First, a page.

New Atlantic Ocean atmospheric electricity study
INESC TEC, together with the Portuguese Navy, within the scope of the Space Atmosphere Ocean Interactions in the Marine Boundary Layer (SAIL) project, is helping to equip the Sagres School Ship. The vessel is being transformed into a true scientific laboratory that will allow a pioneer study in atmospheric electricity and climate change.
Campbell Scientific supplied the electric field meter sensors to enable INESC TEC to measure the vertical component of the atmospheric electric field at the earth’s surface. The geophysical data collected during the planned year-long voyage around the world will allow scientists to study the effects of climate change and increased atmospheric pollution on the planet’s global electrical circuit. Data could also inform long-term weather models for better prediction of future climate trends.
The Carnegie Curve
The Carnegie curve widely refers to the daily cycle of the Earth’s fair-weather atmospheric electrical field. In clean air, it shows an average daily fluctuation that follows universal time, regardless of measurement position.
The Carnegie curve is important because it provides a reference variation against which atmospheric electricity measurements are still compared to today. It is thought to originate from diurnal variations in atmospheric electrification associated with the different global disturbed weather regions.
One of the scientific objectives of the voyage is to recreate the famous Carnegie curve of atmospheric electric field around the globe. The original data was collected 100 years ago, so scientists are interested if recent climate changes have affected the diurnal cycle of the Earth’s electrical circuit.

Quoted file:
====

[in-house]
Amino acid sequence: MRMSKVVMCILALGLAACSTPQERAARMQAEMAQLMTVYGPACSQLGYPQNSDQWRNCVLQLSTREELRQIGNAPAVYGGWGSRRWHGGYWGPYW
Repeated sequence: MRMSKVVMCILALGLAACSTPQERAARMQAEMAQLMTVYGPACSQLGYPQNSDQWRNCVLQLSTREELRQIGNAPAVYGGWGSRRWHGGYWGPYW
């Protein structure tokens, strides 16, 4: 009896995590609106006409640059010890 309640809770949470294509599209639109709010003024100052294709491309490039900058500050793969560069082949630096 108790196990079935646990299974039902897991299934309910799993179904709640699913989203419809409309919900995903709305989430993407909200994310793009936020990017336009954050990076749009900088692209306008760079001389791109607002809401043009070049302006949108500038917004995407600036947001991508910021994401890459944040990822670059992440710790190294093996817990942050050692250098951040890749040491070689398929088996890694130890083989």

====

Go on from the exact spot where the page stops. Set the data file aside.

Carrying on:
The choice of the instrument for this mission was driven by the high accuracy, sensitivity, field ruggedness, and reliability of the electric field meter made by Campbell Scientific.
The CS110, Campbell Scientific’s electric field meter, is a research-grade, high-fidelity, low-offset sensor that measures the vertical component of the local atmospheric electric field. It has low power consumption, and is designed for critical lightning warning and research applications. The sensor has a reciprocating shutter design with a reliable earth-ground connection. The sensitive charge amplifier electrode has a leakage compensation circuit tolerant to contamination and salt spray.
The CS110 is integrated with a CR1000 Measurement and Control Datalogger that provides measurement, control, data processing, and final storage functions, as well as a flexible user-interface language (CRBasic) and variety of digital communication options.
The geophysical data collected in the marine environment will allow scientists to study the effects of climate change and increased atmospheric pollution on the planet’s global electrical circuit. Data could also inform long-term weather models for better prediction of future climate trends.
The project also looks to assess the health of the ocean, which has a significant global impact on sectors such as fisheries, marine activities, or even energy, by collecting biological samples (fishes) for further laboratory analysis.
A follow-up case study will be done after the trip has been completed, which will showcase the actual data gathered and performance of the CS110.
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